How to Improve Your Water Pressure
If you have low water pressure, here’s what’s probably causing it, and how you can find out for sure. If you already know you have low water pressure, don’t despair! There are a lot of ways to deal with low water pressure. Some of them don’t require an expensive fix–or spending money at all!
If you have low water pressure in your home, run down this list. We started with the simplest, easiest solution and worked our way up to the big fixes. With any luck, one of the early ones will solve your issue, but even if they don’t, you’ll have options. If you think you should be getting more water pressure than you are, here’s where to start:
Open the Supply Valve
If you’re lucky, the reason you have low water pressure might just be that your supply valve isn’t open enough! Your master water valve is probably near the water meter. Closing it is how you shut off your home’s water supply. Make sure it’s open all the way. If the valve is partially closed, water could be struggling to getting through to your house’s pipes. That wasted pressure could be the source of the problem.
Check the Pressure Reduction Valve
A lot of homes connected to the public water system use pressure reduction valves to ensure that water pressure isn’t too high. You can usually find the pressure reduction valve either near the meter or where the service line enters your home. The valve’s manufacturer presets the pressure around 45-60 PSI. Normally, the valve doesn’t need to be adjusted, but if something’s wrong with it or if it’s been adjusted incorrectly, a simple adjustment could the problem.
IMPORTANT: Be careful not to over adjust the pressure reduction valve, or you could damage your plumbing. In fact, it’s usually better to give us a call. We’ll be able to inspect the pressure reduction valve and let you know if it needs to be re-adjusted or replaced. Before attempting to replace or adjust the pressure reduction valve yourself, make sure you’ve researched your specific brand and learned how to do it properly.
At this point, it’s a good idea to inspect both your appliances and the pipes themselves for leaks. Even small leaks syphon off a surprising amount of pressure and force your system to work much harder to send water where it’s supposed to go.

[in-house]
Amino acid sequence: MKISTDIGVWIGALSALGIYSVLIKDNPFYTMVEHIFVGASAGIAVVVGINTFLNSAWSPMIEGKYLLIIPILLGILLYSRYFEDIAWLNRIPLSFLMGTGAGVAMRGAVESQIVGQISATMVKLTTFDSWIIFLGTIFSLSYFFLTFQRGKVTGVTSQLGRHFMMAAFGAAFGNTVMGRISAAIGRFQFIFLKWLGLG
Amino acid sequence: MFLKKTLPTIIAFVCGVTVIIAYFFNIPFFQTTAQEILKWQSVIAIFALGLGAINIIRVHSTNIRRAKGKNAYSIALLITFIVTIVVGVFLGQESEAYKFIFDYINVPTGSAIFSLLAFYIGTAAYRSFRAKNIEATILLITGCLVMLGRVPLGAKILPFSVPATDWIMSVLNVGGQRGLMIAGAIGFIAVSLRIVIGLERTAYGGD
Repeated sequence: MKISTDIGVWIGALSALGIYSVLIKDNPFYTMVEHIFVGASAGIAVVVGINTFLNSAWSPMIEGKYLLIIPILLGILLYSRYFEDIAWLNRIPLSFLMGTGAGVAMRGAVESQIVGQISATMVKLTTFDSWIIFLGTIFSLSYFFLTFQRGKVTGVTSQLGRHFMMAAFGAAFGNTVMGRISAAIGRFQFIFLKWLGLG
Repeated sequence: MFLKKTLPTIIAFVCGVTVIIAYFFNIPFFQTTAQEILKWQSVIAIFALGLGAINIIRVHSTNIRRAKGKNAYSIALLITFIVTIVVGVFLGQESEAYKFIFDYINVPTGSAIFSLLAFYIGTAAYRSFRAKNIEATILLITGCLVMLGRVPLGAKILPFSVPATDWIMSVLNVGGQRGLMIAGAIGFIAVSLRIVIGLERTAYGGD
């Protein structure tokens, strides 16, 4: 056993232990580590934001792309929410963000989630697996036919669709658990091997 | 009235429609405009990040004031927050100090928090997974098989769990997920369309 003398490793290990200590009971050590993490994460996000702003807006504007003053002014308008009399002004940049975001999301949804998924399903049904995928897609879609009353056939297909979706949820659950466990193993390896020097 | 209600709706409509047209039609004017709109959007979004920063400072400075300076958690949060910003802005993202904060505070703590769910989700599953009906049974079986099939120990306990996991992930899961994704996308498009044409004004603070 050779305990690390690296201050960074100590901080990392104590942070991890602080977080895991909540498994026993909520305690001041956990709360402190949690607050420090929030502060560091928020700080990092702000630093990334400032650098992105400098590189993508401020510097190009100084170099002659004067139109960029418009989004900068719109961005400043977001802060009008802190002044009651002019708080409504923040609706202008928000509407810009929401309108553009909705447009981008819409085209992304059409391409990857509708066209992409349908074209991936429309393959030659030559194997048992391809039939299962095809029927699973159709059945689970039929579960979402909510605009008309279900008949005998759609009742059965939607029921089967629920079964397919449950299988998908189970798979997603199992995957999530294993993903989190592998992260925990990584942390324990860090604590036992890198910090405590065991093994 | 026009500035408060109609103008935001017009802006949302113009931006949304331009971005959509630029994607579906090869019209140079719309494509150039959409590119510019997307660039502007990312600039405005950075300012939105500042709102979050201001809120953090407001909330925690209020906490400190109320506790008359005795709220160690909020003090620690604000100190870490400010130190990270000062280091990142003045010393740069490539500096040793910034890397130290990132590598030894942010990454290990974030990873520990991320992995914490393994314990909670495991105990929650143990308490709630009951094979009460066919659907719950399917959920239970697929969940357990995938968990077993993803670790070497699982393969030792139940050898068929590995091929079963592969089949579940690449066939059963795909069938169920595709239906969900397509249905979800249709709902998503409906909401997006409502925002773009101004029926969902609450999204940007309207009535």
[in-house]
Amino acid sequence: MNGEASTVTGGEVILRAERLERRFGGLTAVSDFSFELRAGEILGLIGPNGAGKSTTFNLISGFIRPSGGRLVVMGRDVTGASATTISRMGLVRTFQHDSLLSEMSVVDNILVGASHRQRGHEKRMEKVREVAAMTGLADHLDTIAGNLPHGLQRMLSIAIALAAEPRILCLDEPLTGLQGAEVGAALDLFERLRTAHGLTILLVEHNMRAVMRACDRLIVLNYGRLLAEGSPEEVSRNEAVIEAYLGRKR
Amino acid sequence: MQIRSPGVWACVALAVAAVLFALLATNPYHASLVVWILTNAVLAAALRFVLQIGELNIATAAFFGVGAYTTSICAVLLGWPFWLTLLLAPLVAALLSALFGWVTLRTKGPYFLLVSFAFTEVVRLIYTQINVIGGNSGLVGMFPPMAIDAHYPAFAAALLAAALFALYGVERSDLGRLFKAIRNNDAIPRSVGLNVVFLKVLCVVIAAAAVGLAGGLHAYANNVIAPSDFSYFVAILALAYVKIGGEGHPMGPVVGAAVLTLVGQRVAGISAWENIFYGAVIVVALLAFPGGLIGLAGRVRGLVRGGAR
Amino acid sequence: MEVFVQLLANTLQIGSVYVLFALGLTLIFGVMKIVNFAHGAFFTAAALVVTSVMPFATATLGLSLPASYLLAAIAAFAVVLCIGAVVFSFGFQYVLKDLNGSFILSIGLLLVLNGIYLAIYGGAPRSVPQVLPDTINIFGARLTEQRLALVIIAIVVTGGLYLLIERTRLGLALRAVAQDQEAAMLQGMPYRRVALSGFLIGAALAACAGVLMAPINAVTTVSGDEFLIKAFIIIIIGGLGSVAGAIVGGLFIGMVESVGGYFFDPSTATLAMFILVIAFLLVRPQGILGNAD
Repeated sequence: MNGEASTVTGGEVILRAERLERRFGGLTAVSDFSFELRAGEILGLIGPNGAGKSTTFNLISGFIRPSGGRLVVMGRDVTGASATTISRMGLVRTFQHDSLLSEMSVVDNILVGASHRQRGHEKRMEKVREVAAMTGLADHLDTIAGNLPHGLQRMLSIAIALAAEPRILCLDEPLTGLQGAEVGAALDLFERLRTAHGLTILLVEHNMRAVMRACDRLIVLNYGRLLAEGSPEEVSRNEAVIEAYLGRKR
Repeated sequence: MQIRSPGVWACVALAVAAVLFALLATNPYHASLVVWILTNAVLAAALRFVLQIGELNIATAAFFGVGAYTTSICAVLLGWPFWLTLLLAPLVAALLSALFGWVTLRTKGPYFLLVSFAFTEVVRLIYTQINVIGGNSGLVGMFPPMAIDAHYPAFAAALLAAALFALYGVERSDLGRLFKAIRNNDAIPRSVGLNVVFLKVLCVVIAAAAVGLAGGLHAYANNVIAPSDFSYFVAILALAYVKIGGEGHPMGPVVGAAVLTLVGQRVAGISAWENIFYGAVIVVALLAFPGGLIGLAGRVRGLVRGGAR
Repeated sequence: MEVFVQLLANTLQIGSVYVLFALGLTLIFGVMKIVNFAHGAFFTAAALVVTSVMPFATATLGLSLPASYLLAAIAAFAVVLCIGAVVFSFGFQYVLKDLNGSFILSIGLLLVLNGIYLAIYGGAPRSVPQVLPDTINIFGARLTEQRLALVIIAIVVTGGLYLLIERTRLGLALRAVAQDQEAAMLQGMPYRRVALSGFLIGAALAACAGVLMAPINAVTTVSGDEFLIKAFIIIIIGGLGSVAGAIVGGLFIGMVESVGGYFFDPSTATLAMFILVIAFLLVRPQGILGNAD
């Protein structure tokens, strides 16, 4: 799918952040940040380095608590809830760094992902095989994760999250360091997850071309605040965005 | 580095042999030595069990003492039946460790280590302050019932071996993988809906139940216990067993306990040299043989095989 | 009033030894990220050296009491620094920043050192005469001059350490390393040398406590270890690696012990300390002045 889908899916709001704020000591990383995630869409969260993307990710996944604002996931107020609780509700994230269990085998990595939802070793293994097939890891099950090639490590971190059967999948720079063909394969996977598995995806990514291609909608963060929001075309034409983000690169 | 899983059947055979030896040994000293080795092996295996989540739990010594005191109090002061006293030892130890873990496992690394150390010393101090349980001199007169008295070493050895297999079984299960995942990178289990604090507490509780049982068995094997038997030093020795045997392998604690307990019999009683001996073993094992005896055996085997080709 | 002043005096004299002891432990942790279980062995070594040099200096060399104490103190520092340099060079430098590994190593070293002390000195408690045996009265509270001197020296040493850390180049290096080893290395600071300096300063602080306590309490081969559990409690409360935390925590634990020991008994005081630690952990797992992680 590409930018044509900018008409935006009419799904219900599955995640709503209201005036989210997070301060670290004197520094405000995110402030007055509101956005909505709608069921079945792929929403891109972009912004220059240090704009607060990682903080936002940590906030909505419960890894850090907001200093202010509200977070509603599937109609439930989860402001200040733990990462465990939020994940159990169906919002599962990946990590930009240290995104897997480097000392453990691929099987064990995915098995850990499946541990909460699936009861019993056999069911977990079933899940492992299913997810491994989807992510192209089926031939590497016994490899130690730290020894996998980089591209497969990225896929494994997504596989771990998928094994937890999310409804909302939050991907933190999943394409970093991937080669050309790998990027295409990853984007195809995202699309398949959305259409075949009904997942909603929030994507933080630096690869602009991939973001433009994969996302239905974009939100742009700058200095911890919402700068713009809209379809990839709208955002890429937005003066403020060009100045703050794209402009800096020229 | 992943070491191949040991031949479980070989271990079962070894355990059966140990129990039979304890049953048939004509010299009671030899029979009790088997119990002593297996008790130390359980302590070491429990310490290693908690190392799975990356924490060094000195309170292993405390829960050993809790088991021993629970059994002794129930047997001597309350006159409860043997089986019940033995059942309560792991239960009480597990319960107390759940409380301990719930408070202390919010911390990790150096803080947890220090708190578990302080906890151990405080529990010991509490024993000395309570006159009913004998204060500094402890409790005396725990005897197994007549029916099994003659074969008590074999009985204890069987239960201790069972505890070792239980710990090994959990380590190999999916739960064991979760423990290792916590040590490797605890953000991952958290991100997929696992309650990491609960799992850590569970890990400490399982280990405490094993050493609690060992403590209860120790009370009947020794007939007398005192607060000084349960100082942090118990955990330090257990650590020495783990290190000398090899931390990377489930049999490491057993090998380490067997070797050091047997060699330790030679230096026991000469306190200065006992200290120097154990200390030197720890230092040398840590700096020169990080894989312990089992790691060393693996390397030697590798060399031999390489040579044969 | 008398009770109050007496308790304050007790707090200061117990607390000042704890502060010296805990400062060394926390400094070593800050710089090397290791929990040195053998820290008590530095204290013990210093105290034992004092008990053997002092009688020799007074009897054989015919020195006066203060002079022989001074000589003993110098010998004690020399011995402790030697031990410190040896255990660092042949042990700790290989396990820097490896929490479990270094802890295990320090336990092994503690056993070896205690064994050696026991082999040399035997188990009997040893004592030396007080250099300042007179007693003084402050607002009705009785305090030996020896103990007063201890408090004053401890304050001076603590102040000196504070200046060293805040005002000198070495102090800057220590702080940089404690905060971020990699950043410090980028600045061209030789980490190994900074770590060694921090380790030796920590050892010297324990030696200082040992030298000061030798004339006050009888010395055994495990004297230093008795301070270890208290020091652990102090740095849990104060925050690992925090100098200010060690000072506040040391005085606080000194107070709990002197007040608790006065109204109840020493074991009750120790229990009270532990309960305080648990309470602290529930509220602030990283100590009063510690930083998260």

Find you find a leak, repair it ASAP to prevent it from getting worse or driving up your water bills. It’s relatively easy to repair or replace a leaky faucet or shower head. Replacing a pipe is a little trickier, but with the right tools and research, it’s totally doable. If the leak is small enough, you could use plumber’s tape for a temporary fix–just remember it won’t work forever. You could also call us, and we can repair or replace any leaking pipes no problem.
Clean (or Replace) Your Pipes
When pipes are blocked, water works harder to get through them, which wastes pressure. A lot of things can cause pipe blockage: you could have a simple clog, or corrosion or sediment may have built up on the inner walls of pipe.
Like leaks, clogs are easier to fix the closer they are to the surface. Find out where the clog is. If it’s high, it should have a pretty direct effect on the corresponding appliance. A quick plunge might solve that problem. If none of your sinks or toilets are clogged, you might have a deeper clog. Try plunging your sinks and toilets, and if that has no effect, consider having your pipes cleaned.
If your blockage is corrosion or sediment buildup, you’ve got more to worry about. Old pipes or pipes made of galvanized steel are particularly at-risk of corrosion. Sediment buildup occurs when you have hard water. If you address the problem early enough, it’s possible that snaking your pipes will clear them, but usually if the blockage is severe enough to lower water pressure, it means you need to replace your pipes.
Install a Water Softener
Sediment buildup is caused by hard water. The sediment and minerals in hard water stick to the inner walls of your pipes and accumulate over time. Sediment build up constricts the passages water has to flow through, which forces your system to work harder and wastes pressure. Installing a water softener won’t remove existing sediment buildup, but it will help prevent future buildup and save you water pressure problems, aggravation, and money in the future.
Install a Booster
If your piping system really doesn’t seem to have any problems, but you still feel like you have low water pressure, don’t worry: you’re not losing it. The two main factors that determine water pressure are gravity and distance. If it has to travel uphill or you’re a long way from its source, your water might lose a lot of pressure before it even gets to you.
If that’s the case, you could install a booster pump. Booster pumps work by catching water as it moves through your main line and re-pressurizing it before it enters your system. They come in many varieties and can be operated manually or automatically. You can purchase and install a booster yourself, or have a professional install one for you. Keep in mind, however, that boosters can be expensive.
Low water pressure is a serious pain, but there’s usually a simple and easily fixed reason why it’s happening. If you think your water pressure is lower than it should be, consider following these steps, and figure out whether it’s low throughout your home or only in certain places. If you can’t figure out what the problem is, or you don’t want to mess with delicate instruments like the pressure reduction valve, don’t hesitate to give us a call today. Our experts can find and fix your problem, guaranteed.
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